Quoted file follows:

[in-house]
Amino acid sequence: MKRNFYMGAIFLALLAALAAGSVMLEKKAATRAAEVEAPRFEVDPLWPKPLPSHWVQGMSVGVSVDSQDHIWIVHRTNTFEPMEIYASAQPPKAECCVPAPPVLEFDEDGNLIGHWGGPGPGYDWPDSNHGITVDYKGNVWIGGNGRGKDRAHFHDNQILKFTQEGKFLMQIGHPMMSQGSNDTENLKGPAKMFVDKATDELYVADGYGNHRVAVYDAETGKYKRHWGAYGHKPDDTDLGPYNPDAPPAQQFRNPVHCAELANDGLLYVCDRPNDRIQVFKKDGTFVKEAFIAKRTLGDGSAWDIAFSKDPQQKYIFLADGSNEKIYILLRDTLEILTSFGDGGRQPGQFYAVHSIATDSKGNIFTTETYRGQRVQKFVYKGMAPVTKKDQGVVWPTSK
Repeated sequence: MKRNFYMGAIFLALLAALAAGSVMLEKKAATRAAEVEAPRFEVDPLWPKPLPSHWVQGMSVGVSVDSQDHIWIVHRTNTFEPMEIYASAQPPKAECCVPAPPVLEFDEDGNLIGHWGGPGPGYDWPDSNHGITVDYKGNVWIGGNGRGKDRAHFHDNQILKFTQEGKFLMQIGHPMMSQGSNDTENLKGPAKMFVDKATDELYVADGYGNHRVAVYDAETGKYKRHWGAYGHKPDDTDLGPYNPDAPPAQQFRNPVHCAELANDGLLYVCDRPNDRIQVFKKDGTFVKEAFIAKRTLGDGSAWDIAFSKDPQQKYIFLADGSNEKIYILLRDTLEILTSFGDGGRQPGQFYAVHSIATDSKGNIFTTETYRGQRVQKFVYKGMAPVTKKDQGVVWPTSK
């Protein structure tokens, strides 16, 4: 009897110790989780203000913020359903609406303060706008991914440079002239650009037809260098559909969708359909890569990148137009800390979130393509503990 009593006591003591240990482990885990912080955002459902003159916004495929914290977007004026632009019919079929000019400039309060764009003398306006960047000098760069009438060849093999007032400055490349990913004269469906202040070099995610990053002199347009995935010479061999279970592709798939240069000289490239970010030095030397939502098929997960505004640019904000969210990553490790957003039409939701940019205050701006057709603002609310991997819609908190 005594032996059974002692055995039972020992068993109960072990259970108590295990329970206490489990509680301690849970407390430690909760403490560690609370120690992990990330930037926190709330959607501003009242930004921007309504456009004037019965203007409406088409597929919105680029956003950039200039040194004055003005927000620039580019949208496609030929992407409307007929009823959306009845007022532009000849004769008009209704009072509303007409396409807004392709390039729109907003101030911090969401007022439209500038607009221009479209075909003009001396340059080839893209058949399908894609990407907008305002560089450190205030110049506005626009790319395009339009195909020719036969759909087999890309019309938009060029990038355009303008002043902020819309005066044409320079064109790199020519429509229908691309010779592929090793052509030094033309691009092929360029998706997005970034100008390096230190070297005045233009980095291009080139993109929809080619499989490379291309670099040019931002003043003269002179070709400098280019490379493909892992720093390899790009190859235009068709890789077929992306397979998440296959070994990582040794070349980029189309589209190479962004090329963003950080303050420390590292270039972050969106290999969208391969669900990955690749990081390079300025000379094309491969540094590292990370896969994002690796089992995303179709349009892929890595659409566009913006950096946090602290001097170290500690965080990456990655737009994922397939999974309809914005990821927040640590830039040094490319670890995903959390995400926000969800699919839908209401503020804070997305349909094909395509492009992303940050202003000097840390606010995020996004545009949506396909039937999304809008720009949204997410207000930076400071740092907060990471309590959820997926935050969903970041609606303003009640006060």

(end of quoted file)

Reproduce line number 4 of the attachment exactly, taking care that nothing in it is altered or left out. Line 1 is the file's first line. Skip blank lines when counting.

């Protein structure tokens, strides 16, 4: 009897110790989780203000913020359903609406303060706008991914440079002239650009037809260098559909969708359909890569990148137009800390979130393509503990 009593006591003591240990482990885990912080955002459902003159916004495929914290977007004026632009019919079929000019400039309060764009003398306006960047000098760069009438060849093999007032400055490349990913004269469906202040070099995610990053002199347009995935010479061999279970592709798939240069000289490239970010030095030397939502098929997960505004640019904000969210990553490790957003039409939701940019205050701006057709603002609310991997819609908190 005594032996059974002692055995039972020992068993109960072990259970108590295990329970206490489990509680301690849970407390430690909760403490560690609370120690992990990330930037926190709330959607501003009242930004921007309504456009004037019965203007409406088409597929919105680029956003950039200039040194004055003005927000620039580019949208496609030929992407409307007929009823959306009845007022532009000849004769008009209704009072509303007409396409807004392709390039729109907003101030911090969401007022439209500038607009221009479209075909003009001396340059080839893209058949399908894609990407907008305002560089450190205030110049506005626009790319395009339009195909020719036969759909087999890309019309938009060029990038355009303008002043902020819309005066044409320079064109790199020519429509229908691309010779592929090793052509030094033309691009092929360029998706997005970034100008390096230190070297005045233009980095291009080139993109929809080619499989490379291309670099040019931002003043003269002179070709400098280019490379493909892992720093390899790009190859235009068709890789077929992306397979998440296959070994990582040794070349980029189309589209190479962004090329963003950080303050420390590292270039972050969106290999969208391969669900990955690749990081390079300025000379094309491969540094590292990370896969994002690796089992995303179709349009892929890595659409566009913006950096946090602290001097170290500690965080990456990655737009994922397939999974309809914005990821927040640590830039040094490319670890995903959390995400926000969800699919839908209401503020804070997305349909094909395509492009992303940050202003000097840390606010995020996004545009949506396909039937999304809008720009949204997410207000930076400071740092907060990471309590959820997926935050969903970041609606303003009640006060």